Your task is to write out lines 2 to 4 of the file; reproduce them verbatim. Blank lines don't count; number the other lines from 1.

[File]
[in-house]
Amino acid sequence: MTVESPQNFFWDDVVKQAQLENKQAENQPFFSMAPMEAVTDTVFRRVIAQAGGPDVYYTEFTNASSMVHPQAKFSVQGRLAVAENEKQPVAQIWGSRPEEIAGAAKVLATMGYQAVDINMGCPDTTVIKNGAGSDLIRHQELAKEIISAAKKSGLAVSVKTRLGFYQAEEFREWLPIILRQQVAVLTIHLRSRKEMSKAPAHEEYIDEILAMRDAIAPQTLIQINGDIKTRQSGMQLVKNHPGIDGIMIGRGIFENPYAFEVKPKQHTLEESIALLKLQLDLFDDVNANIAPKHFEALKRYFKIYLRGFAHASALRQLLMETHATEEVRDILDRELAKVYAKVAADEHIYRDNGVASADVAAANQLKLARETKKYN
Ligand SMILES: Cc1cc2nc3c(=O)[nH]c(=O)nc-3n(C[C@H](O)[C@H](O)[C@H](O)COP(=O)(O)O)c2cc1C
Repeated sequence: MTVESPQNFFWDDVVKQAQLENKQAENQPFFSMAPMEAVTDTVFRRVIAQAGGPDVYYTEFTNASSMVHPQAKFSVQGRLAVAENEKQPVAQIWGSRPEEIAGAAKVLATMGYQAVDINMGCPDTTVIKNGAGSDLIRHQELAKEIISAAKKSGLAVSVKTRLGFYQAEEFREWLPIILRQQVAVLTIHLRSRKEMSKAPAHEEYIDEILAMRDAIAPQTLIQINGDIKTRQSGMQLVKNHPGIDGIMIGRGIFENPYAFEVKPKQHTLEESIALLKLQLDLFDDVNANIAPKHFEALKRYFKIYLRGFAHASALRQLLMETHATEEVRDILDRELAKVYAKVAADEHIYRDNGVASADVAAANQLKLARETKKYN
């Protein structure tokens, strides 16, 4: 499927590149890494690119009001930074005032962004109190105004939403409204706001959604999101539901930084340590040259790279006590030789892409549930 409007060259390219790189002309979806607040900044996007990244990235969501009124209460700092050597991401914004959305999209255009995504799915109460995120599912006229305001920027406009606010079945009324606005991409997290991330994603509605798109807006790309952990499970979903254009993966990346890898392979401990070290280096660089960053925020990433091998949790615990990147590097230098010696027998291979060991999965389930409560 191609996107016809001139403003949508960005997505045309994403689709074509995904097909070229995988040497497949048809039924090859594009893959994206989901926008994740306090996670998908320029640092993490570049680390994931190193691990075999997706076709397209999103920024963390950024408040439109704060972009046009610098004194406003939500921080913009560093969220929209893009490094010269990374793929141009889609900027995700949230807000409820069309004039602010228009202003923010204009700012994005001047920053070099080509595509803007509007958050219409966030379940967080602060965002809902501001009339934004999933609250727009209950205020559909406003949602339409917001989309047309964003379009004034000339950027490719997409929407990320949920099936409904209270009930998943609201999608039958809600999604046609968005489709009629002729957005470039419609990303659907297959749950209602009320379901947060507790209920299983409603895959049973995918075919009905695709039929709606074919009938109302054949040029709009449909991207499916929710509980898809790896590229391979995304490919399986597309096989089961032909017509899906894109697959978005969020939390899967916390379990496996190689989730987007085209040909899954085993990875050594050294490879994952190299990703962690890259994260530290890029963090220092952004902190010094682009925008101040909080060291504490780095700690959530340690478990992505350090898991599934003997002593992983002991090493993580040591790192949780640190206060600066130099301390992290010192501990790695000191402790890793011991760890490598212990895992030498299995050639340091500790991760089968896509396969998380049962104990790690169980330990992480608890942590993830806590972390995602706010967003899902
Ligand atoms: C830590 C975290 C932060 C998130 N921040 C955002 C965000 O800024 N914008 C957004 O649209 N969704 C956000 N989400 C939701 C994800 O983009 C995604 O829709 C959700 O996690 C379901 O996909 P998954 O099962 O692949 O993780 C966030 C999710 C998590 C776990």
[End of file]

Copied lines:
Amino acid sequence: MTVESPQNFFWDDVVKQAQLENKQAENQPFFSMAPMEAVTDTVFRRVIAQAGGPDVYYTEFTNASSMVHPQAKFSVQGRLAVAENEKQPVAQIWGSRPEEIAGAAKVLATMGYQAVDINMGCPDTTVIKNGAGSDLIRHQELAKEIISAAKKSGLAVSVKTRLGFYQAEEFREWLPIILRQQVAVLTIHLRSRKEMSKAPAHEEYIDEILAMRDAIAPQTLIQINGDIKTRQSGMQLVKNHPGIDGIMIGRGIFENPYAFEVKPKQHTLEESIALLKLQLDLFDDVNANIAPKHFEALKRYFKIYLRGFAHASALRQLLMETHATEEVRDILDRELAKVYAKVAADEHIYRDNGVASADVAAANQLKLARETKKYN
Ligand SMILES: Cc1cc2nc3c(=O)[nH]c(=O)nc-3n(C[C@H](O)[C@H](O)[C@H](O)COP(=O)(O)O)c2cc1C
Repeated sequence: MTVESPQNFFWDDVVKQAQLENKQAENQPFFSMAPMEAVTDTVFRRVIAQAGGPDVYYTEFTNASSMVHPQAKFSVQGRLAVAENEKQPVAQIWGSRPEEIAGAAKVLATMGYQAVDINMGCPDTTVIKNGAGSDLIRHQELAKEIISAAKKSGLAVSVKTRLGFYQAEEFREWLPIILRQQVAVLTIHLRSRKEMSKAPAHEEYIDEILAMRDAIAPQTLIQINGDIKTRQSGMQLVKNHPGIDGIMIGRGIFENPYAFEVKPKQHTLEESIALLKLQLDLFDDVNANIAPKHFEALKRYFKIYLRGFAHASALRQLLMETHATEEVRDILDRELAKVYAKVAADEHIYRDNGVASADVAAANQLKLARETKKYN